Classé, long renown for building CD players, preamps, processors, and power amplifiers, began in 1980 with its first amplifier.
The company is located near Montreal, Quebec, Canada. The president of Classé, Mike Viglas, took it over from David Reich who originally founded the company, and has managed it for the past two decades.
In 2001, Classé became part of the B&W Group, which is based in the U.K. As most consumers know, B&W is famed for their speakers.
The CA-5200 is the latest of Classé's multi-channel power amplifiers.
Delivering 200 watts rms x 5 into 8 ohms, and nearly 400 watts rms x 5 into 4 ohms, the CA-5200 is a power house. Weighing in at 121 pounds, it contains a 2.5 kVA (2,500 watts) toroidal power transformer that has dedicated secondaries for each of the five channels.
Each channel has its own set of power supply capacitors, rated at 46,800 μF, with a DC voltage of ± 84 volts. That provides 165 Joules of energy storage for each channel, and a total of 825 Joules. That is a huge amount of energy! The large transformer and set of power supply capacitors is why the amplifier can just about double its power output into 4 ohm loads.
The input stage uses J-FETs because of their high input impedance (eliminating the need for coupling capacitors), while MOSFETs are used for the driver stage, and bipolar transistors for the output stage. Bias adjusts itself depending on the demands, such that about 30% of the output is always in Class A. As a result, the amplifier gets pretty warm during use, and should be given plenty of ventilation.
The front panel has a power Standby On/Off button and two other buttons that let you select each channel to be run in balanced (XLR input) or unbalanced (RCA input) mode. If the 5200 is receiving AC, it stays in standby mode, which readies the power supply for power-on. I did find that it took about a half hour from a fresh power-on to having the 5200 sounding its best (it was a little too bright when listened to immediately). The standby power configuration does not affect this, so you will need to wait a bit before doing any serious listening.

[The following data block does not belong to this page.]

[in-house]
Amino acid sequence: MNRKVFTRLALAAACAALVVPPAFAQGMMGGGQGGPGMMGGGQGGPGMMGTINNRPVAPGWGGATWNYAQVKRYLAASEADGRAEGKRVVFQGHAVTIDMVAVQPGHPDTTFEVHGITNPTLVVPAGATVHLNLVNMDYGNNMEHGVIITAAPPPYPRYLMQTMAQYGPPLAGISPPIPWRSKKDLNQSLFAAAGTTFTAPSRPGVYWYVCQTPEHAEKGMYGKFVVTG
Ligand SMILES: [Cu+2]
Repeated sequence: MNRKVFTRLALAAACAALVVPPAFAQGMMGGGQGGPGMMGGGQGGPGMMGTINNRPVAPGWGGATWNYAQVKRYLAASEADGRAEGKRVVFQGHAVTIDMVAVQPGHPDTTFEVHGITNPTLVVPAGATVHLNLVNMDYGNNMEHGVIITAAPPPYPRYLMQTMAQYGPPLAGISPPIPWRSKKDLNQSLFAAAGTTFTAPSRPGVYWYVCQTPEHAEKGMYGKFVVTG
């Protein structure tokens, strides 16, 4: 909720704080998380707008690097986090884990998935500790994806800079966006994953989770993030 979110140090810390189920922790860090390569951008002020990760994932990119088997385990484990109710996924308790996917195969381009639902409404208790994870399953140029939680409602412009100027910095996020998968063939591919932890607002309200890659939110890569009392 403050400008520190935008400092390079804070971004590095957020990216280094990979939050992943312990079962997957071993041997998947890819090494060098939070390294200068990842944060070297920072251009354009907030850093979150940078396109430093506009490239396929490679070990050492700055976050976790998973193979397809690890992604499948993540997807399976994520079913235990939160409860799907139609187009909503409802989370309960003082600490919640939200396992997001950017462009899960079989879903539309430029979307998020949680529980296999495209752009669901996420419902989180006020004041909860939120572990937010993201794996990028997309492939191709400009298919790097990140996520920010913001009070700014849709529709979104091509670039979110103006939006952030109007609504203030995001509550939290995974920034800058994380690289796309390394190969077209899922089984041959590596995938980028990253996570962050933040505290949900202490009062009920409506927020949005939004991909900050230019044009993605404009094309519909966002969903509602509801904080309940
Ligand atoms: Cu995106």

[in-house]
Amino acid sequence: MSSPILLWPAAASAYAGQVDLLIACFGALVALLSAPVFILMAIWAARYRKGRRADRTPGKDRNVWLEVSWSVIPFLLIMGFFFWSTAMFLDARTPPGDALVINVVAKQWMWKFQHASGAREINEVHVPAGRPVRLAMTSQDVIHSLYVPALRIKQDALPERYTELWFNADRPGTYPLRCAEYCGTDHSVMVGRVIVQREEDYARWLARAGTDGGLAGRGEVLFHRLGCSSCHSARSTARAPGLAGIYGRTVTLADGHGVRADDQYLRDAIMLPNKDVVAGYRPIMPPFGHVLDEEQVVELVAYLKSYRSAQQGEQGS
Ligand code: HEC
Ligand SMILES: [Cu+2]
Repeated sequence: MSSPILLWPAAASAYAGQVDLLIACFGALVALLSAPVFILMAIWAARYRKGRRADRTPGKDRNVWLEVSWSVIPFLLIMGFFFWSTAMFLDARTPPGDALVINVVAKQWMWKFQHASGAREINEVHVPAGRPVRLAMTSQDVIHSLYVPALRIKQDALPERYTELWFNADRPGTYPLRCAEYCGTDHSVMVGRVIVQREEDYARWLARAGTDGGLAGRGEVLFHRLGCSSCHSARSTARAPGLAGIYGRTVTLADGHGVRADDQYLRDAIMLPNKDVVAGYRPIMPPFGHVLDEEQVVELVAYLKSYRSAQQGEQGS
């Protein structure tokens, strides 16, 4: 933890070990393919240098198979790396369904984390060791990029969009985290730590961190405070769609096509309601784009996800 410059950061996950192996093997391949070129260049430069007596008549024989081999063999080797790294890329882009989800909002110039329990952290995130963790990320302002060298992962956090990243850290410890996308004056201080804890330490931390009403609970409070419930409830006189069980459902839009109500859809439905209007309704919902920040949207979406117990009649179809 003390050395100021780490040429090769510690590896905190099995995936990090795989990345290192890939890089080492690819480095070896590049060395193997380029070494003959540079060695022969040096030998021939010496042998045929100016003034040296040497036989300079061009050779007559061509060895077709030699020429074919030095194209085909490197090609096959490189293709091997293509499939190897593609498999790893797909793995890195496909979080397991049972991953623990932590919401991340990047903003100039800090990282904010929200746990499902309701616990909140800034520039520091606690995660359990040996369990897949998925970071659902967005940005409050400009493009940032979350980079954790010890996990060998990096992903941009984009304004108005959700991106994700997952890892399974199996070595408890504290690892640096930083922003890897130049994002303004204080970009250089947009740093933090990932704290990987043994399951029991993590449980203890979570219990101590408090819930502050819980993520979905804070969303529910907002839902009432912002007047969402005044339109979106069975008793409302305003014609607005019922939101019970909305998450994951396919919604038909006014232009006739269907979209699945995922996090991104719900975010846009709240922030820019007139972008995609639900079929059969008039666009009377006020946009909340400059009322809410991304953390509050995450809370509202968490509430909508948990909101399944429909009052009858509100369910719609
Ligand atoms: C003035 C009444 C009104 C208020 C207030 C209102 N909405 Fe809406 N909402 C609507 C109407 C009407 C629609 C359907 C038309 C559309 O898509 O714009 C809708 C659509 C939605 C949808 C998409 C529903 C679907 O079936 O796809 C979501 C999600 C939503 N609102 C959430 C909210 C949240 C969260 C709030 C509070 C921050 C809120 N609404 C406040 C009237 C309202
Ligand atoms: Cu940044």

The rear panel, shown below, has an XLR and RCA input for each channel, along with a set of five-way speaker binding posts. They are not labeled as front left/right, center, and rear left/right, but you can see from the way they are laid out on the panel, that the top ones might be connected to the front left/right, the center one to center, and the bottom ones for rear left/right, just for ease of connecting things over the top and down the back later on when you might not want to move the amplifier. That is what I did anyway.
The back panel also has jacks for triggering on/off, a bus to connect several amplifiers together so that they can all be turned on in sequence, and an RS232 port for upgrading software down the road.